Collaborative Species Conservation


What do gray wolves, manatees and bears have in common?


What do gray wolves, manatees and bears have in common? They are just a few of the species that are part of an important USGS research priority that informs U.S. Fish and Wildlife Service (USFWS) decisions for endangered and threatened species under the Endangered Species Act (ESA).

The ESA provides federal protections for at-risk species and addresses the threats they face. Cooperative conservation efforts supported by USGS science can help stabilize a species to a point where federal listing can be avoided, inform the decision to downlist a species from endangered to threatened, or can lead to the delisting of a recovered species.

Downlisting is the reclassification of a species from endangered to threatened. Delisting is the removal of species from the Federal Lists of Endangered and Threatened Wildlife and Plants, also known as the endangered species list. Species showing signs of improvement and successful recovery efforts can result in downlisting or delisting actions.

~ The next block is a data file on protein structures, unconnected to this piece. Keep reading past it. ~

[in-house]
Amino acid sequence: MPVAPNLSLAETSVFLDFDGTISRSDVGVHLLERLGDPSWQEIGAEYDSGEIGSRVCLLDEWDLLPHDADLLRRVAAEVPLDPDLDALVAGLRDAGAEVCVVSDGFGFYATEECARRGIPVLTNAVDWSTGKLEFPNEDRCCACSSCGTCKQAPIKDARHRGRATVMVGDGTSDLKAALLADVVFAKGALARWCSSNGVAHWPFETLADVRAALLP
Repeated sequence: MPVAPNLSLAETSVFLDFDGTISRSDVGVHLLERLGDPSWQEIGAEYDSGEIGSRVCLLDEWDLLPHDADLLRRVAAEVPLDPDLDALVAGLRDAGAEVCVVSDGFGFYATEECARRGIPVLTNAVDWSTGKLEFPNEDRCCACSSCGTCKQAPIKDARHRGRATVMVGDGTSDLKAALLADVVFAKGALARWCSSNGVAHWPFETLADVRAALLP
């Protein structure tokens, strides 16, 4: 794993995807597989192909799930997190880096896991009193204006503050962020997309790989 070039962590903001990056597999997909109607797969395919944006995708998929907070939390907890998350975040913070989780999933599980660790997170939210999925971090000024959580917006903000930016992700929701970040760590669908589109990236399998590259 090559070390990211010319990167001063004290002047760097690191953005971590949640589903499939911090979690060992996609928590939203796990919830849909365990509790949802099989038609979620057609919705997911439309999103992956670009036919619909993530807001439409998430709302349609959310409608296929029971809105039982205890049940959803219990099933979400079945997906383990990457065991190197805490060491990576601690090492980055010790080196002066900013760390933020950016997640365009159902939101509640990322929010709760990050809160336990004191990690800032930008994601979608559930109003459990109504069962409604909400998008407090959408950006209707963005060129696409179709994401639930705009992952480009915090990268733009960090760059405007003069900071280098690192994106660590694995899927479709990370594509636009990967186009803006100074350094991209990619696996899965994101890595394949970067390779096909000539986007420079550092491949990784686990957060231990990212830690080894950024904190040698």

USGS scientists collaborate with federal, state, tribal, and non-governmental partners to provide the science needed for conservation management decisions on many species and their habitat before listing is necessary. Get to know a bit about a few of the species where USGS science has aided in collaborative species conservation across the Nation.


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Image via USGS.